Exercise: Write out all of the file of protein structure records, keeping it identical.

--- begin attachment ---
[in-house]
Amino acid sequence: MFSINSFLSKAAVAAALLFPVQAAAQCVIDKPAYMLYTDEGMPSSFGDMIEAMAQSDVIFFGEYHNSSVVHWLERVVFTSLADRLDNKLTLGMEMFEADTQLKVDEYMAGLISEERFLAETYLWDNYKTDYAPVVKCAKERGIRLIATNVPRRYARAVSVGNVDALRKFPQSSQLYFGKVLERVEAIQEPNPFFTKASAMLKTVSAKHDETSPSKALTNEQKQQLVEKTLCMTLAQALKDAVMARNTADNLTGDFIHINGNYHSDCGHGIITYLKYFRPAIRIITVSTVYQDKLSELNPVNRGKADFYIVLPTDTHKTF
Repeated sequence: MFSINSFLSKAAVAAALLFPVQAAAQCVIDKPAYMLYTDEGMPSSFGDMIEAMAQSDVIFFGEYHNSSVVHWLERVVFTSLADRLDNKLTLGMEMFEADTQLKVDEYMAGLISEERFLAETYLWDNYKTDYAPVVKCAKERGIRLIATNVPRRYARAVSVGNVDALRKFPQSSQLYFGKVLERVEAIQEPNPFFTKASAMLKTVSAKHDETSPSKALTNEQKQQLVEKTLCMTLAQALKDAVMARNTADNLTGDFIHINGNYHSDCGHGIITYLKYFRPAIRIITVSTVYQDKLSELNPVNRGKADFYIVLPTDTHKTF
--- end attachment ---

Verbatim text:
[in-house]
Amino acid sequence: MFSINSFLSKAAVAAALLFPVQAAAQCVIDKPAYMLYTDEGMPSSFGDMIEAMAQSDVIFFGEYHNSSVVHWLERVVFTSLADRLDNKLTLGMEMFEADTQLKVDEYMAGLISEERFLAETYLWDNYKTDYAPVVKCAKERGIRLIATNVPRRYARAVSVGNVDALRKFPQSSQLYFGKVLERVEAIQEPNPFFTKASAMLKTVSAKHDETSPSKALTNEQKQQLVEKTLCMTLAQALKDAVMARNTADNLTGDFIHINGNYHSDCGHGIITYLKYFRPAIRIITVSTVYQDKLSELNPVNRGKADFYIVLPTDTHKTF
Repeated sequence: MFSINSFLSKAAVAAALLFPVQAAAQCVIDKPAYMLYTDEGMPSSFGDMIEAMAQSDVIFFGEYHNSSVVHWLERVVFTSLADRLDNKLTLGMEMFEADTQLKVDEYMAGLISEERFLAETYLWDNYKTDYAPVVKCAKERGIRLIATNVPRRYARAVSVGNVDALRKFPQSSQLYFGKVLERVEAIQEPNPFFTKASAMLKTVSAKHDETSPSKALTNEQKQQLVEKTLCMTLAQALKDAVMARNTADNLTGDFIHINGNYHSDCGHGIITYLKYFRPAIRIITVSTVYQDKLSELNPVNRGKADFYIVLPTDTHKTF